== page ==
No one changes the world while playing catch up; that is why cultivating the agility to act swiftly and smartly in any given situation is one of the keys to managing the VUCA (Volatile, Uncertain, Complex, Ambiguous) world. I know from personal experience how hard it is to find a balance between thinking a situation through and acting too quickly. Indeed, overcoming “analysis paralysis” is easier said than done. Nevertheless, developing the agility to transform rapidly increases the likelihood that you can withstand and even thrive in the face of whatever comes your way.
Developing your virtual leadership skills is no longer an option: It’s a necessity.
The fact is, even when all or some of the members of your team return to the office, there will always continue to be a virtual component to all of our lives.
That is why it is vital to develop the skills needed to manage virtual and hybrid teams in a way that maximizes engagement,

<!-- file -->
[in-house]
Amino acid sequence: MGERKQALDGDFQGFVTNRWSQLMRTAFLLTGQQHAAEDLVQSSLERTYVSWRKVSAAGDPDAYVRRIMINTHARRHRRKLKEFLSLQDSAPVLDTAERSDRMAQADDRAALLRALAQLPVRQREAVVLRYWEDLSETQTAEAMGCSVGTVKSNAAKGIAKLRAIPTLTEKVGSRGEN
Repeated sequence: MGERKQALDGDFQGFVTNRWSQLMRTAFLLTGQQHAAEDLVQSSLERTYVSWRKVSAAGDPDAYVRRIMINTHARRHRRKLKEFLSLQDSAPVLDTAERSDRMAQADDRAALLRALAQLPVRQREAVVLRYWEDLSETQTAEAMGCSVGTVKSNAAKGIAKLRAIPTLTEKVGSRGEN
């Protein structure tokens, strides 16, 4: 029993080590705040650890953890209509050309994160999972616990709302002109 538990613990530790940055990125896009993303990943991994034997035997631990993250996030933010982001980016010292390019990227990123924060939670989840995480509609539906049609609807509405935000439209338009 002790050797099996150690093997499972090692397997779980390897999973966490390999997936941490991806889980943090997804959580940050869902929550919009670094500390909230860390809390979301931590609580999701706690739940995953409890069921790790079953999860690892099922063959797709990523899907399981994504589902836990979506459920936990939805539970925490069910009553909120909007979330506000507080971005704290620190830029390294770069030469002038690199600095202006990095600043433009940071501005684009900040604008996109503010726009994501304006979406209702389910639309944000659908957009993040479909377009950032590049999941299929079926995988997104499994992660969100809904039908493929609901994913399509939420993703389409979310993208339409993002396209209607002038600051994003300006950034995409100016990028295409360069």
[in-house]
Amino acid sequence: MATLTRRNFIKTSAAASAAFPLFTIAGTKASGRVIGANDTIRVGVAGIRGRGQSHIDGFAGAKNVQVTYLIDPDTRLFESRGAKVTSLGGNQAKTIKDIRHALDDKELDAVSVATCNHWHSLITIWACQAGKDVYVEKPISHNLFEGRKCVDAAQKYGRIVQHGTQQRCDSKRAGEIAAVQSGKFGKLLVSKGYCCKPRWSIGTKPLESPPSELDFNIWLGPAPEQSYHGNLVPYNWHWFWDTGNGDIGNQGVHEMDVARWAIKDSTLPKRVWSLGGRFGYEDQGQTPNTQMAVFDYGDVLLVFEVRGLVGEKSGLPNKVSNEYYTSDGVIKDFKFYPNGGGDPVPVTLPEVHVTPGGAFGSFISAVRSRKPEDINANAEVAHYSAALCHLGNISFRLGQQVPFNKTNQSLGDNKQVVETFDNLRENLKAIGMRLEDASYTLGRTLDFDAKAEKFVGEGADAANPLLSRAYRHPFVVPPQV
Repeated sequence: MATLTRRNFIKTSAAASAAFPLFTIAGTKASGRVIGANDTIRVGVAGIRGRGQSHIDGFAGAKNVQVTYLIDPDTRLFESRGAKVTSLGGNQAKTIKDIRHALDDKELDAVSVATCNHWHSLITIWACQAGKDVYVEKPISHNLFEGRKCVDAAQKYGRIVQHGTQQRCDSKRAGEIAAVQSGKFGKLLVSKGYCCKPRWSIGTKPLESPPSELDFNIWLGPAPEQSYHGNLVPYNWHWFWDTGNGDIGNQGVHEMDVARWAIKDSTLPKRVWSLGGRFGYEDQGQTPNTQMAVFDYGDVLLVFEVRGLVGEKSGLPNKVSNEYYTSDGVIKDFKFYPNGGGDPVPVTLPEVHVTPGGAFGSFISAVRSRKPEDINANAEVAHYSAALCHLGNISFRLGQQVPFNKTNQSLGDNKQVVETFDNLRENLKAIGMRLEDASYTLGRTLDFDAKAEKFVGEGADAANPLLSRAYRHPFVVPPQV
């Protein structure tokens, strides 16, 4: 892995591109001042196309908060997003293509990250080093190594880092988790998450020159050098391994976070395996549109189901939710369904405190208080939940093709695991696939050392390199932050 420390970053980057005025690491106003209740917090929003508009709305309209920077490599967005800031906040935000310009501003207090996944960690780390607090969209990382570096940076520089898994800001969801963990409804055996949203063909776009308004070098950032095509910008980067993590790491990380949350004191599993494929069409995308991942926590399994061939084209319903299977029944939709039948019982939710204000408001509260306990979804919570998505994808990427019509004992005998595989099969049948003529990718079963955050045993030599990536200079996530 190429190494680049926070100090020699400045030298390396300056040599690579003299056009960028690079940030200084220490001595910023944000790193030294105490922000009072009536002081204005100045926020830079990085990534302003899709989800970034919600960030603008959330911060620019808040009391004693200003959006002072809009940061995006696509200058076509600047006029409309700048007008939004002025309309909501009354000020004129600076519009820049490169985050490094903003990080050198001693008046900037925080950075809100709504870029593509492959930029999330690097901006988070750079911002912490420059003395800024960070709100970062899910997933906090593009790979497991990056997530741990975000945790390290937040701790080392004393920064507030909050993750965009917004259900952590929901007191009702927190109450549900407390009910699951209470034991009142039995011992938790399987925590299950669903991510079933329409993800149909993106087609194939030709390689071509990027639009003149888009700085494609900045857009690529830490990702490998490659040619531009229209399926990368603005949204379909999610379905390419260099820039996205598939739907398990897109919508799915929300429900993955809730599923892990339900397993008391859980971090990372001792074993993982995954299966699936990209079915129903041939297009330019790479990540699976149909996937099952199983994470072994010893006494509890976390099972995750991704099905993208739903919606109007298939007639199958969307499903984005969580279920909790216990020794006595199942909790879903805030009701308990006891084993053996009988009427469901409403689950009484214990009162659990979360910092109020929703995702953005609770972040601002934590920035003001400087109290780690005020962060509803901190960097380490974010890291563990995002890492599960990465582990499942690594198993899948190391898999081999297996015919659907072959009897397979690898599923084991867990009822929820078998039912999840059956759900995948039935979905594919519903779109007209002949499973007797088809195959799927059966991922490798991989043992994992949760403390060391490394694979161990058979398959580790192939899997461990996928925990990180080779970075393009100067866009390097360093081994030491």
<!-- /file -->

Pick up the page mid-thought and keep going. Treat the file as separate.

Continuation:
So how would you rate yours? Here are a few questions to consider:
Just over a year ago, our lives were changed forever by a force over which we had no control. We found a need to adapt to our new environment.
Have you ever had something really difficult and disappointing happen? Were you retrenched, or passed over for the promotion you had been promised. Did someone else get the job you really, really wanted?
I know you can relate because life is imperfect and disappointment is part of all of our realities.
When you look back at that situation with hindsight,
In The Seven Habits of Highly Effective People Steven Covey proposes a quite unusual thought experiment that he terms “beginning with the end in mind.” What he actually suggests is that you write your own obituary! While this may seem to be somewhat macabre, it is actually a brilliant exercise, in that in forces you to think about your legacy and how you would want to be remembered.
Give it a try: as you embark on a new year and new decade,
Beatriz Rodriguez, the Chief Diversity Officer at the Home Depot, says that the ability to accept feedback in a calm, gracious, and accepting way is essential if you are going to get ahead professionally.
She goes on to say that women can be particularly sensitive when it comes to receiving feedback. She suggests that women should not only say “Thank you” when someone takes the time to volunteer feedback, but that everyone should actively seek it.